Hell hath no fury like a woman scorned in first-time director Shunya Itô's superior Women In Prison film. Attempting a daring break in broad daylight, Matsu (Meiko Kaji) and Yuki (Yayoi Watanabe) are brutally captured and sent right back to prison to endure such punishment as cold, wet blanket torture and hot miso soup to the breast torture. Whilst held captive in the leaky depths of the prison, Matsu has time to reflect on the wrongdoing which took her freedom away. In a nightmarishly creative flashback we see she was set up by the man she loved, betrayed and left to be raped by a gang of yakuza's. It is at this point that Matsu turns into the 'scorpion' of the title, a deadly lone assassin fuelled only by hate and on a mission to gain vengeance. Back in the present, Matsu’s fellow inmates are also being punished for her stubborn behaviour and a riot ensues, giving Matsu the chance to escape once more and wreak her revenge against those who have wronged her.
Itô's casting of the already iconic Kaji (Stray Cat Rock, The Blind Woman’s Curse) was spot-on for Matsu. A year before she cemented her role as a figure of female vengeance in Lady Snowblood (a film which, like Female Prisoner #701 was an influence on Quentin Tarantino’s Kill Bill), she perfected Matsu's almost silent presence and cold gaze full of intent for this, one of her first features for the Toei studio after her move from Nikkatsu.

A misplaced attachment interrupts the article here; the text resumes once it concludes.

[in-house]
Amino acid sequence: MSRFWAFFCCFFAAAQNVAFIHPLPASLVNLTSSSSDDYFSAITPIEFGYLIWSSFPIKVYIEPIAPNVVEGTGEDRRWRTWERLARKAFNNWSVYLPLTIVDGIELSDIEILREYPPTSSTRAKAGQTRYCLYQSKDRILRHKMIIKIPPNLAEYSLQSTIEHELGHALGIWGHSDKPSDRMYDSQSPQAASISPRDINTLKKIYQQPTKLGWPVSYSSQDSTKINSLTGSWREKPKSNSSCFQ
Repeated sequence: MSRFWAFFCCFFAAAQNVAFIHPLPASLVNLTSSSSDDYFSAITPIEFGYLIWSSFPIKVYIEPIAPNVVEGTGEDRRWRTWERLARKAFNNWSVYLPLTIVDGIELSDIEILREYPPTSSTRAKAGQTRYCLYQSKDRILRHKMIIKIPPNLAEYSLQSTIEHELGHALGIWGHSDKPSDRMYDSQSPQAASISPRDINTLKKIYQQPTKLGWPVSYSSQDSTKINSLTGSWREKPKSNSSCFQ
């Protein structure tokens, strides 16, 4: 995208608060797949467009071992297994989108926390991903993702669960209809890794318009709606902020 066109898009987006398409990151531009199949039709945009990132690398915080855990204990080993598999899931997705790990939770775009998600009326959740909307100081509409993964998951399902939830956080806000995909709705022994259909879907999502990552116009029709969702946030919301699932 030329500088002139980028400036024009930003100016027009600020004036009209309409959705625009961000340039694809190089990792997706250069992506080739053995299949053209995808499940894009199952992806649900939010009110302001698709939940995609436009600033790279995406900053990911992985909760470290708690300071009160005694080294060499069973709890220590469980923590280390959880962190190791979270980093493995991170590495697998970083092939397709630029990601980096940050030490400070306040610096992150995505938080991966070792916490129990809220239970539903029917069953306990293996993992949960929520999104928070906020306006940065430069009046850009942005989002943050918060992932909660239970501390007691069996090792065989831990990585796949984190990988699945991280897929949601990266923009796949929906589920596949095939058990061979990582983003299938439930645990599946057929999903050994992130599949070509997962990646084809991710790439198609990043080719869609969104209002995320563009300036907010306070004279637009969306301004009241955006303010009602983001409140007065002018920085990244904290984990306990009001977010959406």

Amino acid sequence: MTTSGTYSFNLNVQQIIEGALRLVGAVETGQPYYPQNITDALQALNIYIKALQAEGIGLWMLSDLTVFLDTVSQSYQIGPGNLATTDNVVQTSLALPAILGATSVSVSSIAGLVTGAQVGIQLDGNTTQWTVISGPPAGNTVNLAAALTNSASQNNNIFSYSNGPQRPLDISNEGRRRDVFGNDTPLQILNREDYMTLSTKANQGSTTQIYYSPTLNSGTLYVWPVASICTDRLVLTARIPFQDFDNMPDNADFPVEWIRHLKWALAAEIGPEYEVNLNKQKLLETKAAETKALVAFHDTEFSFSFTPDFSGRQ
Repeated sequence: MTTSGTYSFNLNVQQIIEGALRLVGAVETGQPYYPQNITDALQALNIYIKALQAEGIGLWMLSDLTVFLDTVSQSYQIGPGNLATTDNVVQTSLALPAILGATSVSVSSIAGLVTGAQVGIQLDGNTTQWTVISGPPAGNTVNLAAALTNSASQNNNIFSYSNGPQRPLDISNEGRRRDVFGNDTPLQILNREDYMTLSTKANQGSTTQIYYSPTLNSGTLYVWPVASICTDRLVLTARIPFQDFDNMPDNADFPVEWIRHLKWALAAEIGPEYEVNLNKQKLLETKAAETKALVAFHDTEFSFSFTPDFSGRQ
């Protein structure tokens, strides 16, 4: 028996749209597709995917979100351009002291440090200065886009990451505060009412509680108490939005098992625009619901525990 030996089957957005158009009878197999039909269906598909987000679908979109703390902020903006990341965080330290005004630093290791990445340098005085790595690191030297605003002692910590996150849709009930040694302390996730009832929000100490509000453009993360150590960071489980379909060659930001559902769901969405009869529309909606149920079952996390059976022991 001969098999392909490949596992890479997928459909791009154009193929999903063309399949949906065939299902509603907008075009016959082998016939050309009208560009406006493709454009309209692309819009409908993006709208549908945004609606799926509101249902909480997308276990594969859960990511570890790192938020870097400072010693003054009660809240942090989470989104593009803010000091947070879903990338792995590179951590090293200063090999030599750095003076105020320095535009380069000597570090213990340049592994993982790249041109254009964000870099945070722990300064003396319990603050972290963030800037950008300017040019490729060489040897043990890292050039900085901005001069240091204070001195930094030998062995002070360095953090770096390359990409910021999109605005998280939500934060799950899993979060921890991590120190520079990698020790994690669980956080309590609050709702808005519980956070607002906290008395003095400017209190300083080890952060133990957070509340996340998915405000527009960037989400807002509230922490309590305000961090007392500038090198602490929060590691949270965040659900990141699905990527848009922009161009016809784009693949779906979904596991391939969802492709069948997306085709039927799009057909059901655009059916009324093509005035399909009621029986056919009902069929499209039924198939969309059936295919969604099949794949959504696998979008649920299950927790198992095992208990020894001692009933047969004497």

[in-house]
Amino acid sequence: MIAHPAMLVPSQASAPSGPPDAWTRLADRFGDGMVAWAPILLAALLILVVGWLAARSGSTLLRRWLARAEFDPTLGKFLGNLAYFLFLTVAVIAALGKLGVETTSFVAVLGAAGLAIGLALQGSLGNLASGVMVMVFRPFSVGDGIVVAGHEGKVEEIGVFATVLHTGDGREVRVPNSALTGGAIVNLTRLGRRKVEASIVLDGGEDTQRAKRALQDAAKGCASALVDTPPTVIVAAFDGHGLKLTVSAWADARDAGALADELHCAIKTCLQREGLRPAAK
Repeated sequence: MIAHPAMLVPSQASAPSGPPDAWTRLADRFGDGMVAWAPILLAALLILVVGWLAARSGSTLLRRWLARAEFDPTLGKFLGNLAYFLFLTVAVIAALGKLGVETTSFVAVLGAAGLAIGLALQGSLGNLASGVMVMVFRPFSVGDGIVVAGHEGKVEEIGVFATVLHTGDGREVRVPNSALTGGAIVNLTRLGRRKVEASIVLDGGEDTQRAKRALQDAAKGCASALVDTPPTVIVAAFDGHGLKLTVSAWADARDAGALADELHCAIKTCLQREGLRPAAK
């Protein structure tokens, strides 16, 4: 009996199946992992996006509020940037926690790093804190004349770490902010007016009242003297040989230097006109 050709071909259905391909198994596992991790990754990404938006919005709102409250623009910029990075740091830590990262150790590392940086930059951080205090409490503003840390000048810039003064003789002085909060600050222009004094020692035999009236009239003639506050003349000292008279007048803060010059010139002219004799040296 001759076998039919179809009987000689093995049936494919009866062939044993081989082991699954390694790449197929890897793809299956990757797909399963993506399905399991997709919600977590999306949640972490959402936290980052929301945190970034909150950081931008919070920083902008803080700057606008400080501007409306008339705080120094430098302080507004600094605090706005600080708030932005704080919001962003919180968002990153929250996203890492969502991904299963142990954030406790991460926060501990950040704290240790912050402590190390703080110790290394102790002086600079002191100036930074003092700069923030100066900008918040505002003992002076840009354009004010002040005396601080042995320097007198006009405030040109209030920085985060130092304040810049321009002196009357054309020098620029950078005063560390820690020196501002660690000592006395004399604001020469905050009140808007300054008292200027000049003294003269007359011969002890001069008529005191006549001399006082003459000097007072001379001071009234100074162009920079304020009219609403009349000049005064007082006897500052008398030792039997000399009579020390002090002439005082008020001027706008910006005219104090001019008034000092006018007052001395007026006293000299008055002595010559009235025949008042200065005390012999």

Not only is Female Prisoner #701 a highly impressive debut, but also an unusually decent entry into the Women In Prison genre. Though there are still plenty of the expected exploitative elements intact (nudity, sexual violence, lesbianism, sadistic wardens, gruelling punishments), Itô's film takes them to a more cinematic level. Fusing the revenge and W.I.P. genres together, Itô's confident direction sees surreal visuals incorporated for an unusually stylised treat, with the nightmarishly theatrical shower scene the most potent. Where Matsu is the embodiment of calm rage biding its time, Itô externalises this through the dramatic score and visuals almost akin to psychadelia.
Spot lighting and plenty of low angle shots add both an inspired and trashy element to this 'rise of the underdog' story. Feminist in its portrayal of rage against the confines of patriarchal rule, it also exemplifies the status quo of Japanese cinema where sexual and violent boundaries were pushed in order to regain identity. Female Prisoner #701 is typical of this now cult cinema, where iconic stars and high-end production values met with the sleazier, exploitative draw.
An astonishing debut from Shunya Itô mixes generic elements and bold visuals to make this a superior entry to the usual exploitative fare 8/10